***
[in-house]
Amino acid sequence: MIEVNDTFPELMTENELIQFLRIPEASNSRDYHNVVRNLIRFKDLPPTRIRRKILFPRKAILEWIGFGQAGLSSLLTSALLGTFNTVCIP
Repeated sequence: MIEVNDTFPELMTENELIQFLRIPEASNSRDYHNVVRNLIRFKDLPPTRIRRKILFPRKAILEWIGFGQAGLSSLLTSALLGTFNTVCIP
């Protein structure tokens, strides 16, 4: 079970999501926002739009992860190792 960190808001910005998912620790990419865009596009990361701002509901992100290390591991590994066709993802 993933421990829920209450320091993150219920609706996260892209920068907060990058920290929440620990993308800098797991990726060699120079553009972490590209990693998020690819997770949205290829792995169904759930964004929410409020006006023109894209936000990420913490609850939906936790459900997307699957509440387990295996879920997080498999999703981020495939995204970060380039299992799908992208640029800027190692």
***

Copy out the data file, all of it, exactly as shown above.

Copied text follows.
[in-house]
Amino acid sequence: MIEVNDTFPELMTENELIQFLRIPEASNSRDYHNVVRNLIRFKDLPPTRIRRKILFPRKAILEWIGFGQAGLSSLLTSALLGTFNTVCIP
Repeated sequence: MIEVNDTFPELMTENELIQFLRIPEASNSRDYHNVVRNLIRFKDLPPTRIRRKILFPRKAILEWIGFGQAGLSSLLTSALLGTFNTVCIP
């Protein structure tokens, strides 16, 4: 079970999501926002739009992860190792 960190808001910005998912620790990419865009596009990361701002509901992100290390591991590994066709993802 993933421990829920209450320091993150219920609706996260892209920068907060990058920290929440620990993308800098797991990726060699120079553009972490590209990693998020690819997770949205290829792995169904759930964004929410409020006006023109894209936000990420913490609850939906936790459900997307699957509440387990295996879920997080498999999703981020495939995204970060380039299992799908992208640029800027190692």